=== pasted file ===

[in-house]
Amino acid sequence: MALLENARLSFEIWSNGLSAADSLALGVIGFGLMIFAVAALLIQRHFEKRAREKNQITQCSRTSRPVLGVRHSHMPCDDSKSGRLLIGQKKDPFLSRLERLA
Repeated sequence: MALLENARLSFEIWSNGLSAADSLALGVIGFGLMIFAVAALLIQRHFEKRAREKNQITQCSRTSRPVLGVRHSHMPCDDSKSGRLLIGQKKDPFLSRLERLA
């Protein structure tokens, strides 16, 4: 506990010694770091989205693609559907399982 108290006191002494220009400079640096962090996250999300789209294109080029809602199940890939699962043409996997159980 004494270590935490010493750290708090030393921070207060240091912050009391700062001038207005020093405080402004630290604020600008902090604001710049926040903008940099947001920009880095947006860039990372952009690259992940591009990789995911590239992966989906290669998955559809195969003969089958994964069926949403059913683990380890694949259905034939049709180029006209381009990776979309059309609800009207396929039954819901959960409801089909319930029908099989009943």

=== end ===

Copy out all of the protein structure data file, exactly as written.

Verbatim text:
[in-house]
Amino acid sequence: MALLENARLSFEIWSNGLSAADSLALGVIGFGLMIFAVAALLIQRHFEKRAREKNQITQCSRTSRPVLGVRHSHMPCDDSKSGRLLIGQKKDPFLSRLERLA
Repeated sequence: MALLENARLSFEIWSNGLSAADSLALGVIGFGLMIFAVAALLIQRHFEKRAREKNQITQCSRTSRPVLGVRHSHMPCDDSKSGRLLIGQKKDPFLSRLERLA
């Protein structure tokens, strides 16, 4: 506990010694770091989205693609559907399982 108290006191002494220009400079640096962090996250999300789209294109080029809602199940890939699962043409996997159980 004494270590935490010493750290708090030393921070207060240091912050009391700062001038207005020093405080402004630290604020600008902090604001710049926040903008940099947001920009880095947006860039990372952009690259992940591009990789995911590239992966989906290669998955559809195969003969089958994964069926949403059913683990380890694949259905034939049709180029006209381009990776979309059309609800009207396929039954819901959960409801089909319930029908099989009943």